Learning Sciences: A Virtual Round-table (Week three)
Three experts discuss learning sciences in week three of a seven week long virtual round-table discussion.
This week, we ask:
How can we better leverage digital media to create innovative environments for learning that both excites learners and deepens understanding?
Michael A. Evans, North Carolina State University
Martin J. Packer, Universidad de los Andes, Colombia
R. Keith Sawyer, University of North Carolina, Chapel Hill
Michael A. Evans
As mentioned in last week, game-based and digitally-mediated learning are gaining significant ground in the research on learning and teaching. Game-based learning, for example, is being investigated and leveraged to engage learners in content areas by providing interactive, personally-adaptive learning experiences that have been demonstrated to positively influence learning and self-regulation. Digitally-mediated learning, which sometimes can be equated with social media, is being used to tap into learner interests to expand how we define, research, and measure learning. For both mentioned examples, evidence would suggest that heightened engagement and connection to personal interests leads to deeper understanding. Other examples for innovative digital innovations would include blended or hybrid learning environments, virtual classrooms and public schools, and augmented and 3D immersive reality.
Martin J. Packer
Technology is moving into learning environments in ways that have been unanticipated and unplanned by educators. I am referring to smart phones. Young people now carry with them the power of the internet, with all the information and the social media that it makes available. School classrooms, and other settings, are being transformed by this ubiquitous technology, for better and for worse, whether we like it or not. In this case, we are racing to catch up with and adapt to environments for learning that have changed before we even noticed.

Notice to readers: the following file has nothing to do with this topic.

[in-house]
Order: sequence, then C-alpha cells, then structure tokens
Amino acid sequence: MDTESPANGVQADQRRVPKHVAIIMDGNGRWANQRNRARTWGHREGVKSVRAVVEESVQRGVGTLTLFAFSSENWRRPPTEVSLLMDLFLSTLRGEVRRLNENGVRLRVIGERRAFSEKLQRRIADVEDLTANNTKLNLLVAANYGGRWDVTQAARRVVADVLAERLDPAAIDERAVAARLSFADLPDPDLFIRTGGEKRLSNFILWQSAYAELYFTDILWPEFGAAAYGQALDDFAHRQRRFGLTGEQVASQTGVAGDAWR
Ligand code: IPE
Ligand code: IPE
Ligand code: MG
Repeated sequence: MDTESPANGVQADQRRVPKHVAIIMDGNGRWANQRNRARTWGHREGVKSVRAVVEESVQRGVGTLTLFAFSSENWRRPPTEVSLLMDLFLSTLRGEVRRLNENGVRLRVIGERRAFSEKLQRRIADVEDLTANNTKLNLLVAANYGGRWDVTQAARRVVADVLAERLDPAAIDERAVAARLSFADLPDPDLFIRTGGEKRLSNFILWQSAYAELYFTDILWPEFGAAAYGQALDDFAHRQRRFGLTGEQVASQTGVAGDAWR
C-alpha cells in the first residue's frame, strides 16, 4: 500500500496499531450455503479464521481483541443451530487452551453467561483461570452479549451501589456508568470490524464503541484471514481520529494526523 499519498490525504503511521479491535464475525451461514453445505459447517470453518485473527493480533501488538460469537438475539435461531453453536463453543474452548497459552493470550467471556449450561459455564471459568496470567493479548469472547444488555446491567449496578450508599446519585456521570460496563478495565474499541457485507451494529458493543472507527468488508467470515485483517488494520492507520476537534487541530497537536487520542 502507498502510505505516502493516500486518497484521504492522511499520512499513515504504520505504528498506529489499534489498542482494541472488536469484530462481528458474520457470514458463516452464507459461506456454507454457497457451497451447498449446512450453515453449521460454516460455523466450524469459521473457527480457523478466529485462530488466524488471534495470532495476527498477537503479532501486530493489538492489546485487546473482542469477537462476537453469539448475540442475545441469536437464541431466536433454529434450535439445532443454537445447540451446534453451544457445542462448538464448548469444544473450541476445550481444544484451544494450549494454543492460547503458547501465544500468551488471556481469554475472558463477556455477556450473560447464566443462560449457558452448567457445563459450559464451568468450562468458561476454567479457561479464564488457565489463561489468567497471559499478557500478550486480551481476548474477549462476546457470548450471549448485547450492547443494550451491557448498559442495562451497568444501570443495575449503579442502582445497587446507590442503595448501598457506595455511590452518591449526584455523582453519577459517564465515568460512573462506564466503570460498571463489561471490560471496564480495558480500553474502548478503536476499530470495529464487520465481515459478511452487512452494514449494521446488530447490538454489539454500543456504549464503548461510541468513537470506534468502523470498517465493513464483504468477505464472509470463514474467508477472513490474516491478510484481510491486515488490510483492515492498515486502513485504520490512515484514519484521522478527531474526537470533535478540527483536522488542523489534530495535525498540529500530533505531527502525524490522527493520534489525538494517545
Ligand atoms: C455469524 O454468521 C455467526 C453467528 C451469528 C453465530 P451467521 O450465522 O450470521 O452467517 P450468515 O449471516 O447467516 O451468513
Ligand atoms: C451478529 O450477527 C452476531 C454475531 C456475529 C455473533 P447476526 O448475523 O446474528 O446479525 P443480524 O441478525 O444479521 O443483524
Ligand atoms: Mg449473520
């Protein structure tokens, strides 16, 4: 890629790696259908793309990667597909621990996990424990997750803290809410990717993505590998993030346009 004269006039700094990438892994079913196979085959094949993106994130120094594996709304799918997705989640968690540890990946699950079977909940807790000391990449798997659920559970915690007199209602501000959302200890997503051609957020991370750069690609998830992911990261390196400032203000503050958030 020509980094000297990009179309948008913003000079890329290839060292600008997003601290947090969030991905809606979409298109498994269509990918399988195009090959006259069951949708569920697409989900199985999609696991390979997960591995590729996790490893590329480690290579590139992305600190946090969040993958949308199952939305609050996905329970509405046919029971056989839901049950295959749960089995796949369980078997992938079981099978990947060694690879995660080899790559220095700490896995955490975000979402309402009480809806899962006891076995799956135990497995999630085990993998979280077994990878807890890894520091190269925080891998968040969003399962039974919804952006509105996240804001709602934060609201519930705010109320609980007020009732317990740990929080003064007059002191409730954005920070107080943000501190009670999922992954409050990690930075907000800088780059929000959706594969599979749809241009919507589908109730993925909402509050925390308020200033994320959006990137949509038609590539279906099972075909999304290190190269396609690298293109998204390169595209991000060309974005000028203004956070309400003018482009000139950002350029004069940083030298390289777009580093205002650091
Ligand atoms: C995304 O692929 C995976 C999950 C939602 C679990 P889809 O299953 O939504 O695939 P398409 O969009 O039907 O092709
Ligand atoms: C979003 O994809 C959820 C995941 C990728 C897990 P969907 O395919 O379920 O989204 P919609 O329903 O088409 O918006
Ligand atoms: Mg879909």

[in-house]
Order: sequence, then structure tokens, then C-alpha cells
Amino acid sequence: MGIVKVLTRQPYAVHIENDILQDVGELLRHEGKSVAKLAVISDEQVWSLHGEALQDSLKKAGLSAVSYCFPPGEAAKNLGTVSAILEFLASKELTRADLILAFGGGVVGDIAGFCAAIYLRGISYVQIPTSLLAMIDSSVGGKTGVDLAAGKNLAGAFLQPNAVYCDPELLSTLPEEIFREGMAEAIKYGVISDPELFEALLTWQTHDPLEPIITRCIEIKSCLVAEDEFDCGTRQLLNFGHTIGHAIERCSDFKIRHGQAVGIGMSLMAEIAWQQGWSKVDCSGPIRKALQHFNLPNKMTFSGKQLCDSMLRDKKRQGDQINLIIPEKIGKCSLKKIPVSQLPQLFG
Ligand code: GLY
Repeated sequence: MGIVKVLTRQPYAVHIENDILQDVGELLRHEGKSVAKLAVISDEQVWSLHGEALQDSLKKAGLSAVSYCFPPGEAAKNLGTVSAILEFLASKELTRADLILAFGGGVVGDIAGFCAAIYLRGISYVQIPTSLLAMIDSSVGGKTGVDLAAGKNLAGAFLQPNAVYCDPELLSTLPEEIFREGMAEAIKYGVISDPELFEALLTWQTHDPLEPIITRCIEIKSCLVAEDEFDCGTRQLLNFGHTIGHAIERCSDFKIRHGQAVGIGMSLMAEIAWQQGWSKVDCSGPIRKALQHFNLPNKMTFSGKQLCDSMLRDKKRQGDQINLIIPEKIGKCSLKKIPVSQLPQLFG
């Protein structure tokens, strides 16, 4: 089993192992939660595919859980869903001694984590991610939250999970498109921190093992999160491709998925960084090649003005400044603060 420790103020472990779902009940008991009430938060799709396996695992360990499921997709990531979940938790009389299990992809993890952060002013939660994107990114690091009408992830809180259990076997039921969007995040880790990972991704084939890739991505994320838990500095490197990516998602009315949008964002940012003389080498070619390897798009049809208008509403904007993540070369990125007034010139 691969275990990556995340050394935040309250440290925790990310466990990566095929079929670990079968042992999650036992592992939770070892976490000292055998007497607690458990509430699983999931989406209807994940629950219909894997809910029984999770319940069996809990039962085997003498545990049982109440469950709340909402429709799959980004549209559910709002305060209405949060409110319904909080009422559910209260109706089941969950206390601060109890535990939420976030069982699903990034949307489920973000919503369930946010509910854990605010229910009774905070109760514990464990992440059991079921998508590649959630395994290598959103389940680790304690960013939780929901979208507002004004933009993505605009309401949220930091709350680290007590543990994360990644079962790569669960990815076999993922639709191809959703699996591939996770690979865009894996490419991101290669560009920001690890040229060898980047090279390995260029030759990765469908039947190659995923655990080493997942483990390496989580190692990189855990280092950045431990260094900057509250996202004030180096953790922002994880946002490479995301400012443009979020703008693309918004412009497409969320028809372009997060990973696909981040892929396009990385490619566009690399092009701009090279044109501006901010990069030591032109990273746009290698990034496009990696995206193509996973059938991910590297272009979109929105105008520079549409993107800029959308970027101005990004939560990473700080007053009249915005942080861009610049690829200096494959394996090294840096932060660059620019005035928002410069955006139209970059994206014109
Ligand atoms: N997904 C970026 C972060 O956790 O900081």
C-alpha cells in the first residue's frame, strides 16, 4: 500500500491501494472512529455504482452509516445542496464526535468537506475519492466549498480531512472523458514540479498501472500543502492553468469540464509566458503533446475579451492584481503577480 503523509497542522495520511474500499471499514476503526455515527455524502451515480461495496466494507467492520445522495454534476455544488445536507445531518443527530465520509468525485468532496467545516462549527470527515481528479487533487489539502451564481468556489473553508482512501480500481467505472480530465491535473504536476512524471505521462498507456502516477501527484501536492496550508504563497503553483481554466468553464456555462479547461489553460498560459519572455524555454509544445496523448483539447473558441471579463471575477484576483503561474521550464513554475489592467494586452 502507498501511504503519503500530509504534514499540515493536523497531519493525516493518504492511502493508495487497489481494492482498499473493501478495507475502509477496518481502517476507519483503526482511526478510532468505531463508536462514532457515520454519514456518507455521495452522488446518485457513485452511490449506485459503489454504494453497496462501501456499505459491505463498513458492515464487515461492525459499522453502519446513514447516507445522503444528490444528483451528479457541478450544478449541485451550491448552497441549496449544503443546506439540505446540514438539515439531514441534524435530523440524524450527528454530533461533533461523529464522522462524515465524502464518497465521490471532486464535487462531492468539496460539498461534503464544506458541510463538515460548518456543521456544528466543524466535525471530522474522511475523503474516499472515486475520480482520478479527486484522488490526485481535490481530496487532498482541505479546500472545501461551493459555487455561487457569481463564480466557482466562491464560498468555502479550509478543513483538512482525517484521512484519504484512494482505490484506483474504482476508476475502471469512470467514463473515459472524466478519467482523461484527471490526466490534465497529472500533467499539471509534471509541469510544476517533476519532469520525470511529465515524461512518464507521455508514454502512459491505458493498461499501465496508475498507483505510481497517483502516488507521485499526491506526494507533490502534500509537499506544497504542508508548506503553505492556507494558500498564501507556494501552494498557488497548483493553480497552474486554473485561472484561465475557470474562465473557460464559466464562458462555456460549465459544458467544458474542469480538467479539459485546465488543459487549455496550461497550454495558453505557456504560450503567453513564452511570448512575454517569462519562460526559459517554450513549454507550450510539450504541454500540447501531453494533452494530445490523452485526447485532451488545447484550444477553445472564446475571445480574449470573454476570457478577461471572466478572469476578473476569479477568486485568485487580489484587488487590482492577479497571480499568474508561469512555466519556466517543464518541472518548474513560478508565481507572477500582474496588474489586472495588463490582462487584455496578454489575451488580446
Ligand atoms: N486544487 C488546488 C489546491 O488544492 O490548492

This is an illustration of the fact that it is not the case that learners are a static target, while researchers and educators are active creators of the occasions for learning. On the contrary, people do not need to be excited in order to learn. They learn when they have become excited, and one of the responsibilities of teachers and educators is to discover what has excited students. People learn all the time, whether they are being taught or not. One of the strengths of the learning sciences has been to separate learning from teaching, both conceptually and empirically, so that we can foster learning more effectively, often by simply getting out of its way.
R. Keith Sawyer
We need learning sciences research to help software developers and user interface designers to create products that result in effective learning. Unfortunately, most of educational technology is ineffective. That’s because it’s almost never grounded in any scientific research on how people learn. Many learning scientists are working directly with new technologies, because when used well, they offer unique benefits to learning that can’t always be replicated offline.
*Next week, the authors discuss misconceptions about learning sciences